Shortly after the Federal Communications Commission stayed the data security regulation piece of its broadband privacy order, a joint resolution of Congress proposed to repeal the entire order. Despite this rollback on FCC regulation of internet privacy, the FCC may still have a role in cybersecurity regulation outside the online space, say Adrienne Ehrhardt and Michelle Dama of Michael Best & Friedrich LLP.

  • Cybersecurity In NY: An Update For Criminal Defense Lawyers

    Charles A. Ross

    Recent New York court decisions on cybercrime involve conduct that likely would be reportable under the newly enacted cybersecurity requirements for financial services companies, says criminal defense lawyer Charles Ross.

  • Rebuttal

    Beware Intended Consequences Of Class Action Reform, Too

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    The authors of a recent Law360 guest column on H.R. 985, a class action reform bill before the House, insist it is needed to protect corporations forced to settle meritless claims. But studies have debunked the myth of class action blackmail. The new bill simply creates obstacles for true victims of corporate fraud, say David Stein and Andre Mura of Gibbs Law Group LLP.

  • How The Most Profitable Law Firms Structure Their C-Suites

    Anita Turner

    The most successful Am Law 200 law firms have evolved from being partner-run to being run by a group of highly skilled professionals reporting to firm shareholders. The data collected from our recent survey indicates this model is generally conducive to increased profitability, says Anita Turner, senior director at Colliers International.

  • Settlement Strategy: What Does The Client Really Want?

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    The best outside counsel think like the client. That includes understanding the client’s perspectives and goals with regard to reaching a settlement — because “good results” mean different things for different clients. Outside counsel must ask themselves the right questions, and know the answers, to shape a client-focused settlement strategy, say Kate Jackson of Cummins Inc. and Patrick Reilly of Faegre Baker Daniels LLP.

  • Public Records Act And The Price Of Privacy: Part 2

    Gregory J. Rolen

    The California Supreme Court's recent decision in City of San Jose v. Superior Court will forever change the nature of public service. Luckily, there are some practical suggestions that can be offered to respond to this sea change, says Gregory Rolen of Haight Brown & Bonesteel LLP.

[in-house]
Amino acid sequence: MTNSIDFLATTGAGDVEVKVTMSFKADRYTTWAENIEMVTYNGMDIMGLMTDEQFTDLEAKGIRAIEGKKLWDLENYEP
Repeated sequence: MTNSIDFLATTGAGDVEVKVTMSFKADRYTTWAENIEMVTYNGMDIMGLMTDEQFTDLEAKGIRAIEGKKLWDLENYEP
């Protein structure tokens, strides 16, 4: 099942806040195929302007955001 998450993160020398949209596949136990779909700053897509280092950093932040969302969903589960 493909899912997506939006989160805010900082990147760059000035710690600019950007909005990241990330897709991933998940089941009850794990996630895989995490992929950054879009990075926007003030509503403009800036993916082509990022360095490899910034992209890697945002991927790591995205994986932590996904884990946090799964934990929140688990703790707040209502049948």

• In The Associate Lateral Market, All Law Firms Are Not Equal

    Darin R. Morgan

    When associates contemplate a potential lateral move, there is a common misconception that all law firms are the same. It may seem that one law firm is just like the next, but if you dig deeper, you may discover unique attributes at some firms that may be more appealing and improve your professional satisfaction significantly, says Darin Morgan of Major Lindsey & Africa.

  • Public Records Act And The Price Of Privacy: Part 1

    Gregory J. Rolen

    While the California Supreme Court's recent decision in City of San Jose v. Superior Court could be characterized as "Jeffersonian," it will immediately change the way we conduct business as public institutions and private people, says Gregory Rolen of Haight Brown & Bonesteel LLP.

  • Reflections From A Mock Trial

    Lora Brzezynski

    Nerves were high on the day of the trial. While technically client interests were not at stake, our reputations were still on the line. We were not only presenting our case in front of our newly acquainted colleagues, but also for partners at our firm, expert witnesses, federal judges and in-house counsel — potential employers and clients, say attorneys with Dentons, sharing their recent mock trial experience.

  • Beware Unintended Consequences Of Class Action Reform

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    The U.S. House of Representatives currently has before it a bill — H.R. 985 — intended to reduce abusive class action and mass tort practices that undermine the integrity of the legal system. Class action litigation does need reform, but some features of this legislation could perpetuate existing problems and create new ones, say Anthony Anscombe and Mary Beth Buckley of Sedgwick LLP.